Free college for all is a bad idea

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Free college for all is a bad idea

Jordan Drake, Opinions Editor

Many of the 2020 Democratic candidates are running on very similar platforms. Free college tuition has become a reoccurring theme nearly every candidate has touched on, but it would be a tremendous mistake to implement this policy. While never having to be in debt after college would be nice, the cost would not outweigh the benefit, ultimately hurting society as a whole.

A major issue resides in the high cost of taxes associated with a free college program. Estimates of the program costs could range anywhere from 47 billion to a trillion dollars. While politicians like Bernie Sanders swear up and down the average middle-class American will not pay a dime, the reality is this demographic of people will more than likely shoulder the brunt of the burden.

Education is paid for by property taxes in most places, and when other tax plans fail to cover another spiraling government program, it will likely fall on the average everyday American, many of whom never got the chance to attend college to cover this burden. Not only is this a fairness issue, but less money in consumer’s pockets leads to a slowdown in economic growth, resulting in hurting more people than free tuition can help.

Additionally, free tuition programs lead to the devaluation of degrees. This has already occurred to the bachelor’s degree, which is now a baseline qualification for most non-trade jobs.

The simple fact is the more people that get degrees lead to the less unique they become, leading people to compete with a significantly larger pool of individuals for the same positions. There are only so many professional jobs to go around. Not everyone can be doctors, lawyers or even mid-level management. Free college tuition would teach everyone they need to achieve such jobs to be successful.

Not only will people inevitably fail to reach these goals, but it can drive wage stagnation in such positions. Companies can justify lower wages if there are high numbers of individuals competing for limited positions. This pushes people out of vital trade jobs that are absolutely necessary for growth. Similar licensing and training programs are underutilized and this discrepancy will only continue to grow.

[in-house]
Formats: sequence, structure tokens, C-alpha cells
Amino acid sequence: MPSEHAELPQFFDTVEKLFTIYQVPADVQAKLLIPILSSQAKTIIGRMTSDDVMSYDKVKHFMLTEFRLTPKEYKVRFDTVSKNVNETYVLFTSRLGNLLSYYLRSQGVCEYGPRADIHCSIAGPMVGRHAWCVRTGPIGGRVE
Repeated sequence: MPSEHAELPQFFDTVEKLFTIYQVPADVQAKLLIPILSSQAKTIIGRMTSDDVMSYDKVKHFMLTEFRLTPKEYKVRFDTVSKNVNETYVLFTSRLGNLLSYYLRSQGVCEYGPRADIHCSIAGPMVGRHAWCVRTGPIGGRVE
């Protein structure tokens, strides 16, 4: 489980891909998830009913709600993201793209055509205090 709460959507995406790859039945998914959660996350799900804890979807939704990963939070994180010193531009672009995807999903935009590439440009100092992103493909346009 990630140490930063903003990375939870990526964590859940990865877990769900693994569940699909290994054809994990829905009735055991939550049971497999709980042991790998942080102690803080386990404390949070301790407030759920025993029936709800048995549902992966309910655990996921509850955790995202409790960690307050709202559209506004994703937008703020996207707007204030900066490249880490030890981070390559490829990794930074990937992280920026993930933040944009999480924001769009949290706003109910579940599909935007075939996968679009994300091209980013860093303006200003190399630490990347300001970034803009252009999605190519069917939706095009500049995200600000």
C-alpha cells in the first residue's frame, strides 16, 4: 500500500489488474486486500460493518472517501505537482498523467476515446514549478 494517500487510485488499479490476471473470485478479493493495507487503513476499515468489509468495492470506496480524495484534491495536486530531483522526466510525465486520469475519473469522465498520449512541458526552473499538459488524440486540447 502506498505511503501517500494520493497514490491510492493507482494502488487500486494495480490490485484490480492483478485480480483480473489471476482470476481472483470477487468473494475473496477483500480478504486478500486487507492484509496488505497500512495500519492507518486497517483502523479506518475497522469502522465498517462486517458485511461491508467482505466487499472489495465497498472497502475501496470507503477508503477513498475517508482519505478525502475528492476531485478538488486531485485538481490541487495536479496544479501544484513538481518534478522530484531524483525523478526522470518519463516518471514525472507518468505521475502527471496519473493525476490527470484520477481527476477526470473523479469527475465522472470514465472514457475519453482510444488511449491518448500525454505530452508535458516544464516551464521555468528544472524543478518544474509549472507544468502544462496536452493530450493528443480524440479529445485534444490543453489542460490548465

Additionally, the reduction of quality at universities will deplete. For example, Germany has a robust free college system, but many of their schools fall behind. These free schools have next to no amenities and very limited on-campus housing, forcing many students to move into pricier apartments off-campus, leading into the making of these apartments more expensive and overpriced.

Professors are generally underpaid across the German system and class sizes routinely top over 1,000 people stuffed into Cold War-era classrooms. Many colleges in the U.S. are far nicer but students and their parents pay more to live with these luxuries. A good portion of colleges in the U.S. have realized in order to convince students to attend their institutions, they need to be able to offer these extra amenities. With free college, it becomes uncertain how much of the current system can remain.

Texas State has already dealt with overcrowding issues. The constant construction to stay ahead, the systemic problems with buses and parking and the ever-growing class sizes would only be exacerbated with a free college system.

No doubt education is a right, but for those unable to afford college, there are countless programs to aid students. Free college is still extra money out-of-pocket and out of reach for lower-income families; this ends up being a subsidy for the generally wealthier class. As nice as free tuition is in theory, do not take the short cut and get out of loans, as this will just to hurt others in the long run.

Jordan Drake is communication studies senior

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